“11n – 6 is divisible by 5 for all positive integers n.”
The binomial expansion can be used to estimate how
close to 1 this value really is.
› Example problem
› Example problem
› Example problem
The first and second terms of an arithmetic series are
100 and 95 respectively. The sum to n terms of the
series is Sn
Use the binomial expansion of √9 – x as far as the
term in x 2 with
x= 1
Prove, by induction, that for all positive integers n
greater than or equal to 8 there exist non-negative
integers x, y such that n = 3x + 5y
Find the largest positive value of Sn
to find a rational number which approximates √23
Live online lectures
Live online lecture 12
Advanced techniques in trigonometry
Recalling the graphs of trigonometric functions and
being able to use trigonometric identities fluently is very
important in mathematical problem-solving. Can you
see why:
cos(2x) = cos4 x – sin4 x ?
Familiarity with key facts is also important – it’s useful to
be able to recall values such as:
( 54π (, sin(11π), tan(– 34π (
Trigonometry in integration and differentiation and in
geometrical problems will also be considered.
Live online lecture 13
Analysing the behaviour of functions
– limits and curve sketching
Curve sketching is a very important skill in all
mathematical subjects – from Economics to Engineering.
Algebraic techniques such as factorising, long division
and the binomial expansion can be very useful to
determine the behaviour of functions. Of particular interest
in this session will be limiting values of functions and their
behaviour around asymptotes. For example it’s clear that
the function:
f (x) =
x2 – 1
is not defined at x = 1, but there is such a thing as:
lim =
x –1
This session will cover techniques for analysing questions
like this as well as for general curve sketching.
Live online lecture 14
Advanced techniques in integration
Proficiency in integration involves being able to choose
correctly from a range of possible techniques to solve a
given problem. It’s important to gain as much experience
as you can with methods like integration by substitution
and integration by parts because this will give you a much
better instinct for what will and what won’t work.
Familiarity with trigonometric and other relationships can
also be very important in problems with integration. For
example it’s quite easy to see that:
∫cos xdx = ∫sin xdx
and that
∫cos x –
( dx = ∫cos xdx
Being able to recall relationships like these and
spot when to use them can be important in questions
involving integration.
› Example problem
› Example problem
› Example problem
Solve the equation
What is
lim =
2 dx
0 1 + x
( ∅2 ( = tan2 ∅
x – 27
x3 – 3
Explain why this is the case.
Live online lectures
Live online lecture 15
Differential equations
Live online lecture 16
Vectors and coordinate geometry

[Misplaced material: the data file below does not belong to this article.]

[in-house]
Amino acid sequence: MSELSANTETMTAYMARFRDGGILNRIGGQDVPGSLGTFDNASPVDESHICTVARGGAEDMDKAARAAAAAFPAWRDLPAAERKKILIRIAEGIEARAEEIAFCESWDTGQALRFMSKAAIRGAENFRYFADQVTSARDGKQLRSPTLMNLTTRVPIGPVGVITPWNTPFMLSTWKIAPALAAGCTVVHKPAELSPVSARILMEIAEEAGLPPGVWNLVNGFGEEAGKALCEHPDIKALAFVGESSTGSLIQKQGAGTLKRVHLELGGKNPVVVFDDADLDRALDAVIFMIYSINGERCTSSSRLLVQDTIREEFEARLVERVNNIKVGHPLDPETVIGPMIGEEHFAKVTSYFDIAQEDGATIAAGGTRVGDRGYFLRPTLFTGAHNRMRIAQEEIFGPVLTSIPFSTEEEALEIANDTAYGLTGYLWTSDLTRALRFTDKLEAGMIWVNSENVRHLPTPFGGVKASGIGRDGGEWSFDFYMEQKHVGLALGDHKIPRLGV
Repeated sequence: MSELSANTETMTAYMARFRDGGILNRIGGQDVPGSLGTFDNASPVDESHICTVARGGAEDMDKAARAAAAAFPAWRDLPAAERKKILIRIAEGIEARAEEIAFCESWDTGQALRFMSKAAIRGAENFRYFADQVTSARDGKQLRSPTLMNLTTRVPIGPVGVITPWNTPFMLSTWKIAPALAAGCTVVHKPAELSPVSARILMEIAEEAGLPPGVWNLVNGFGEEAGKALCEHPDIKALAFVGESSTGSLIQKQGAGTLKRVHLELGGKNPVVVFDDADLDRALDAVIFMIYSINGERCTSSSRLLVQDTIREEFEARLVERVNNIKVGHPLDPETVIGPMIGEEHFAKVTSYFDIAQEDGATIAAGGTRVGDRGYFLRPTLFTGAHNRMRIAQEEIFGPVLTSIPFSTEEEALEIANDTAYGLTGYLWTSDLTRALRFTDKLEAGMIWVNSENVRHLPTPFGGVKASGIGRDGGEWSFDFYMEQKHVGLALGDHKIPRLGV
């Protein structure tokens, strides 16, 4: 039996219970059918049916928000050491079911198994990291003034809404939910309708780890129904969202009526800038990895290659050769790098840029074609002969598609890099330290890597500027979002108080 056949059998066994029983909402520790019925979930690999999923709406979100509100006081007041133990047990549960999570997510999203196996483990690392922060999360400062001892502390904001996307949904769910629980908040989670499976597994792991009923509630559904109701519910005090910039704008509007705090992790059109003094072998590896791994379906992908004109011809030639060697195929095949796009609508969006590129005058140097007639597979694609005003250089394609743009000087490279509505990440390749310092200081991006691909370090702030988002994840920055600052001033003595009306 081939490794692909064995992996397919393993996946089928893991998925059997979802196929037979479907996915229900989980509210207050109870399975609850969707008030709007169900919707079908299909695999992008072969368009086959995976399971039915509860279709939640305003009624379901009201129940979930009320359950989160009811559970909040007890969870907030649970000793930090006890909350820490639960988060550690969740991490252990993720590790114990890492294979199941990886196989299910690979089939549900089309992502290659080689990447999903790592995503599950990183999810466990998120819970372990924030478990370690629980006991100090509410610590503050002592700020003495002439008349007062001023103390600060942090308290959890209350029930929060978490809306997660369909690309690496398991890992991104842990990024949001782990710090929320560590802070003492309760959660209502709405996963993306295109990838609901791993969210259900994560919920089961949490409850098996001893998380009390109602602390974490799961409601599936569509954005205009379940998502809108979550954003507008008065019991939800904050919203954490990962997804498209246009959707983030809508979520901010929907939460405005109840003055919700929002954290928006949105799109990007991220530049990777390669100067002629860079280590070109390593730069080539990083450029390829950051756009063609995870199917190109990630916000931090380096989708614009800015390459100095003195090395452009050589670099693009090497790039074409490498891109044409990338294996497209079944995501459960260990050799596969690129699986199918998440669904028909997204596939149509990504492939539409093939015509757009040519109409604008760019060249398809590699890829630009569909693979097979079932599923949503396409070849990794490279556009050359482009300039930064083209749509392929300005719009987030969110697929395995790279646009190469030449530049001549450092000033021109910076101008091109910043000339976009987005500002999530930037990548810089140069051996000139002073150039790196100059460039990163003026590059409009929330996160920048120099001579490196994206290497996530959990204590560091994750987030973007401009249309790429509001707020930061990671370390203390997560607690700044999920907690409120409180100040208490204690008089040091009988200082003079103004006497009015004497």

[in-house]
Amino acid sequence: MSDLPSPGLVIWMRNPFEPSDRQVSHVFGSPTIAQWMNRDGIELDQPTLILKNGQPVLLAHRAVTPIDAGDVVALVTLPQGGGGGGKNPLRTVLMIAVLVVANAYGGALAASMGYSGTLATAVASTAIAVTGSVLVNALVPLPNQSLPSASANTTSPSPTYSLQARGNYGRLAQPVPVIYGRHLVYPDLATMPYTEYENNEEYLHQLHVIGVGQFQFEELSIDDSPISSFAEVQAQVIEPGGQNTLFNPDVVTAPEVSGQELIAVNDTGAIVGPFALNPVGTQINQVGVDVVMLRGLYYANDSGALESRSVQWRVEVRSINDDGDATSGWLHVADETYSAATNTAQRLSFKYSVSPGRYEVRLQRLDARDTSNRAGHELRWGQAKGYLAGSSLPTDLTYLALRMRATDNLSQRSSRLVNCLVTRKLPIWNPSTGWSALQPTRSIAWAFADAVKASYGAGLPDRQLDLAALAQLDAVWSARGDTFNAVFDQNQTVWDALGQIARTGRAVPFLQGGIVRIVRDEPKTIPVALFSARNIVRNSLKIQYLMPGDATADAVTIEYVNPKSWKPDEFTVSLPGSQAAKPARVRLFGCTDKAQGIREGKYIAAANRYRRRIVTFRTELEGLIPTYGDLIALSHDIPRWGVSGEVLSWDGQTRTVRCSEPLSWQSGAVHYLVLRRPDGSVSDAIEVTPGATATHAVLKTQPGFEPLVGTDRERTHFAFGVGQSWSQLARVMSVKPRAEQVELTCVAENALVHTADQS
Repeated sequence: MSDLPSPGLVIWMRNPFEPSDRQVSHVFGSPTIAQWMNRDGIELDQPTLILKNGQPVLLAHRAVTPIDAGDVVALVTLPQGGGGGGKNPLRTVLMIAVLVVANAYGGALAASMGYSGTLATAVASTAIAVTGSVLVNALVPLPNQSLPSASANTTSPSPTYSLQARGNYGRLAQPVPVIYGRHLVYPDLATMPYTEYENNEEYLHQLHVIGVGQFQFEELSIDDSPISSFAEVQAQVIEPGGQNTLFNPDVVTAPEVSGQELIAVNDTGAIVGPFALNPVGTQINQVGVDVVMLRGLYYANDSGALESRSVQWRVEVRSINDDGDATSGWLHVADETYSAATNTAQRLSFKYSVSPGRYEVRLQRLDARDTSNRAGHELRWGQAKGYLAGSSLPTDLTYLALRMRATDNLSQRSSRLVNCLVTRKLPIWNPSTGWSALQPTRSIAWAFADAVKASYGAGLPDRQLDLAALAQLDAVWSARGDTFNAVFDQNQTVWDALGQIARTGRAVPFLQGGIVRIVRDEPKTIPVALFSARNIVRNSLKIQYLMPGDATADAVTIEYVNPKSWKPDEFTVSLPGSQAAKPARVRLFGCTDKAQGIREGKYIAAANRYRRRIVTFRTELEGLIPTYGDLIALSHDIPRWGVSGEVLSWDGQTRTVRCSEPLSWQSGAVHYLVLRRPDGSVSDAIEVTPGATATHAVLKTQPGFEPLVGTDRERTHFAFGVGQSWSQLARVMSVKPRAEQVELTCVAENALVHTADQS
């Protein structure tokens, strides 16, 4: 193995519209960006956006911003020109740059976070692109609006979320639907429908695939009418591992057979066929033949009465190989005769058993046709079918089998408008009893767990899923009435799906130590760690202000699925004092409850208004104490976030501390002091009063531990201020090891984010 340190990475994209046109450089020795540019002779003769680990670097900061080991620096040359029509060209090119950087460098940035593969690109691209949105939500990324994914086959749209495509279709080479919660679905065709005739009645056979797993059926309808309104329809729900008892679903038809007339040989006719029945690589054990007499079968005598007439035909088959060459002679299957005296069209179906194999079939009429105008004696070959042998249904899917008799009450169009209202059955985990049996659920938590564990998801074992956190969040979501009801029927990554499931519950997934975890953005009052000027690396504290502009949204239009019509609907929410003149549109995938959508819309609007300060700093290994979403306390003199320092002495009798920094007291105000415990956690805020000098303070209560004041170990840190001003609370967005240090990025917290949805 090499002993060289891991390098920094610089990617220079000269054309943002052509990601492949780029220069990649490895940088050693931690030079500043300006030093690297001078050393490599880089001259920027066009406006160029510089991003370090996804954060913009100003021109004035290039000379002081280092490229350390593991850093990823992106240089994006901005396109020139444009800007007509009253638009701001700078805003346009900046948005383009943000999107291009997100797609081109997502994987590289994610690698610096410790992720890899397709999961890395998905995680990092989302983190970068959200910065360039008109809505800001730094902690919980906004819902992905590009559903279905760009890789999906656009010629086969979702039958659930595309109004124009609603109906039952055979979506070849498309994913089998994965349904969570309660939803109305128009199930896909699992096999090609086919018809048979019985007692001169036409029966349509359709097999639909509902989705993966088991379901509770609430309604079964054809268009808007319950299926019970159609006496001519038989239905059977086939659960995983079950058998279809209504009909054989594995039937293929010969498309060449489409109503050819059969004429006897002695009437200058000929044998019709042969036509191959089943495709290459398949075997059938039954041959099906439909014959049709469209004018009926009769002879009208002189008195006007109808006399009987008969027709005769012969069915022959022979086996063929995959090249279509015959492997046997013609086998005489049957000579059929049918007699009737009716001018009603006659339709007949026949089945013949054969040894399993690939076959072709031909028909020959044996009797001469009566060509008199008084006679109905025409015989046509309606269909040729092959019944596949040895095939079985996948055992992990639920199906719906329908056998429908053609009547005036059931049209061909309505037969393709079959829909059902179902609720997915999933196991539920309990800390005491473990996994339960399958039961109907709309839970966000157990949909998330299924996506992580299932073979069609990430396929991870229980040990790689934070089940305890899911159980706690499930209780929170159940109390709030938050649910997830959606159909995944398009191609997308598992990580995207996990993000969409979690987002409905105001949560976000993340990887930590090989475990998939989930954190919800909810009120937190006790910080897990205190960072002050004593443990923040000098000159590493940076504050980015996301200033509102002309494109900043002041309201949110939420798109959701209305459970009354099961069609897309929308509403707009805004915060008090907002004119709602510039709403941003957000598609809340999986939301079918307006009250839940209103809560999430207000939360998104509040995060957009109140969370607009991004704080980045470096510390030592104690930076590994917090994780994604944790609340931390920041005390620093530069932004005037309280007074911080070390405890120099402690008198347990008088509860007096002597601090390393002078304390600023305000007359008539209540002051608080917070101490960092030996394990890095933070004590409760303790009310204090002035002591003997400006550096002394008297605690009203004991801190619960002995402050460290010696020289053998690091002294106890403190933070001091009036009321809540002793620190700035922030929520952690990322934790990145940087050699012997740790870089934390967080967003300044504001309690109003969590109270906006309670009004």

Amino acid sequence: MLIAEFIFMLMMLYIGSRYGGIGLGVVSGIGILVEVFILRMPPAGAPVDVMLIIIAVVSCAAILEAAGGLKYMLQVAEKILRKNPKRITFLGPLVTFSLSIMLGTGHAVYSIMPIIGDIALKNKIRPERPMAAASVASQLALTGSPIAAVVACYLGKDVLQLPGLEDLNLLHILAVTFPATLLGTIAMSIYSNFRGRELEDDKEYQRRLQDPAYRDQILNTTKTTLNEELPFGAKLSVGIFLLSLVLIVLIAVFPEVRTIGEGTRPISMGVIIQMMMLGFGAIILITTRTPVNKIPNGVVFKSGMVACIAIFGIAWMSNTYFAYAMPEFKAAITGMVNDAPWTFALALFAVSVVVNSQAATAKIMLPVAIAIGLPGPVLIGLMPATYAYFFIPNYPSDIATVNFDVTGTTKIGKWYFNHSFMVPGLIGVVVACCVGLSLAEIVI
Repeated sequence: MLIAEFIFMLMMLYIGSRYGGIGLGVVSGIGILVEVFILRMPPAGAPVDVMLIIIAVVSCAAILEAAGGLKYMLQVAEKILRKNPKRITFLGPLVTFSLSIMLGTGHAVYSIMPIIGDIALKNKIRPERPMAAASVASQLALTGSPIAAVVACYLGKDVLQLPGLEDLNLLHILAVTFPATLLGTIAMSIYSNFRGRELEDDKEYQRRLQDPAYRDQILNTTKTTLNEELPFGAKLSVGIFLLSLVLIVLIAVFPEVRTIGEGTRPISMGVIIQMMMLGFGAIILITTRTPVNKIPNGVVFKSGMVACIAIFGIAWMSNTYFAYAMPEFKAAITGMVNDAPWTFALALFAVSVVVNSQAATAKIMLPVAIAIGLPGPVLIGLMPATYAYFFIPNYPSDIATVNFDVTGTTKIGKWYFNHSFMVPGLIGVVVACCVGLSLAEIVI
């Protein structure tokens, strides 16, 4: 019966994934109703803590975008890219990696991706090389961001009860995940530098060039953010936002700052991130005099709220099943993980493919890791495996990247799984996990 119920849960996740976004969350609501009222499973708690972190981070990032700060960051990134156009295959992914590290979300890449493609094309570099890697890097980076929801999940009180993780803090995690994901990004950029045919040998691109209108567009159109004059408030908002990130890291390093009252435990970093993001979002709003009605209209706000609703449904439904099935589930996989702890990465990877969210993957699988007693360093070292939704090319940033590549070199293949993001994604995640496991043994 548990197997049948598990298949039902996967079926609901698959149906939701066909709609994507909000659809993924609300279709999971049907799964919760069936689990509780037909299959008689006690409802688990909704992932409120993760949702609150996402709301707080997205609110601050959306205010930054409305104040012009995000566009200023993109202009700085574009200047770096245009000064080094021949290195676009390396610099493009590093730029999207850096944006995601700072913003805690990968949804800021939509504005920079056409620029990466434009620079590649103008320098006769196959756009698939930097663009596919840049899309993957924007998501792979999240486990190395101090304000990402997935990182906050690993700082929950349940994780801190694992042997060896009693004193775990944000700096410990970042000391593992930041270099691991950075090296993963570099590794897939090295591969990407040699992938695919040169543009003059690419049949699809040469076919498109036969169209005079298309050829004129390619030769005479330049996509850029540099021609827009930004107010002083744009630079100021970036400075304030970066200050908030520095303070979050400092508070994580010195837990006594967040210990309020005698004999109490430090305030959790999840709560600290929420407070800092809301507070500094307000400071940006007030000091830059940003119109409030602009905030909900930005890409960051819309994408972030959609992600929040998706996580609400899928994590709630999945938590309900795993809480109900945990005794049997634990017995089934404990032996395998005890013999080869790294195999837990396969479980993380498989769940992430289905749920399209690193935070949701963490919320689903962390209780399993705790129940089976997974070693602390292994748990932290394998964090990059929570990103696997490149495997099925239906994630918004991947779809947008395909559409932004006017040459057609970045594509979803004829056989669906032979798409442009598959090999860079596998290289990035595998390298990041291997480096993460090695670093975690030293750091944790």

Live online lecture 17
Examination technique and advice
Differential equations describe how mathematical systems
change. There are a variety of techniques for solving
differential equations and examples of these will be given
in this session.
Practising vectors and coordinate geometry questions is
very worthwhile. Confidence can be built quite quickly.
A theme of this session will be situations which require
working with general coordinates or vectors rather than
with coordinates and vectors given explicitly. For example:
In the final session we’ll look at some examination
questions alongside examiners’ comments about them.
This will give a clearer understanding of what is required
to produce an answer to a STEP or AEA question that
will attract as much credit as possible. Final pointers on
examination technique will also be provided.
Techniques such as substitution that can be used to
reduce some differential equations to a form that can be
dealt with using standard methods will be discussed.
Sometimes problems will require a real life situation to be
modelled by appropriate differential equations. Doing this
is a skill in its own right and examples of this will be given
in this lecture.
Being able to interpret the solution of a differential
equation is also very important. Sketching solutions to
differential equations will be considered.
A and C are the opposite vertices of a square ABCD,
and have coordinates (a,b) and (c,d ), respectively.
In terms of a, b, c and d, what are the coordinates
of the other two vertices?
The session will also cover a number skills that it is useful
to have to hand when attempting vectors questions.
For example it’s useful to be able to quickly deal with
situations like this:
If point A has position vector a and point B has position
vector b relative to the origin find the position vector of
the point P on the line AB which is 2 of the way from
A to B, in terms of a and b.
› Example problem
› Example problem
Find two solutions of the differential equation
dy 2
+ 2x
If A is the point (a, 0, 0), B is the point (0, b, 0) and C is
the point (0, 0, c ) show that
( (
cos (ACB ) =
√(a 2 + c 2) (b 2 + c 2)
Study days at UCL
Two STEP & AEA study days designed
to complement the online support
will take place at UCL in 2015.
They provide a great opportunity to
come to UCL to learn and practise
mathematics. The emphasis will be
on gaining experience in answering
past paper questions but there will
also be teaching sessions on some
selected topics.
1st Study Day 8 April 2016
all UCL offer holders are welcome to attend
The focus of the day will be curve sketching and
trigonometry. We will cover the curve sketching
techniques needed in the STEP/AEA papers but not
necessarily covered in A-level Maths and Further Maths,
general solutions of trigonometric equations, and inverse
trigonometric functions.
2nd Study Day 2 June 2016
for offer holders who make UCL their firm choice
The focus of the day will be calculus. After an extensive
revision of integration techniques, we will examine different
types of exam questions on integration. We will also look
at differentiation and differential equations.
To book a place at a study day email:
I really enjoyed the
trigonometry and the
graph questions and
once again found that my
confidence had improved.
I enjoyed meeting people and
working through the questions
at the study day and I thought
that the tutor was very good.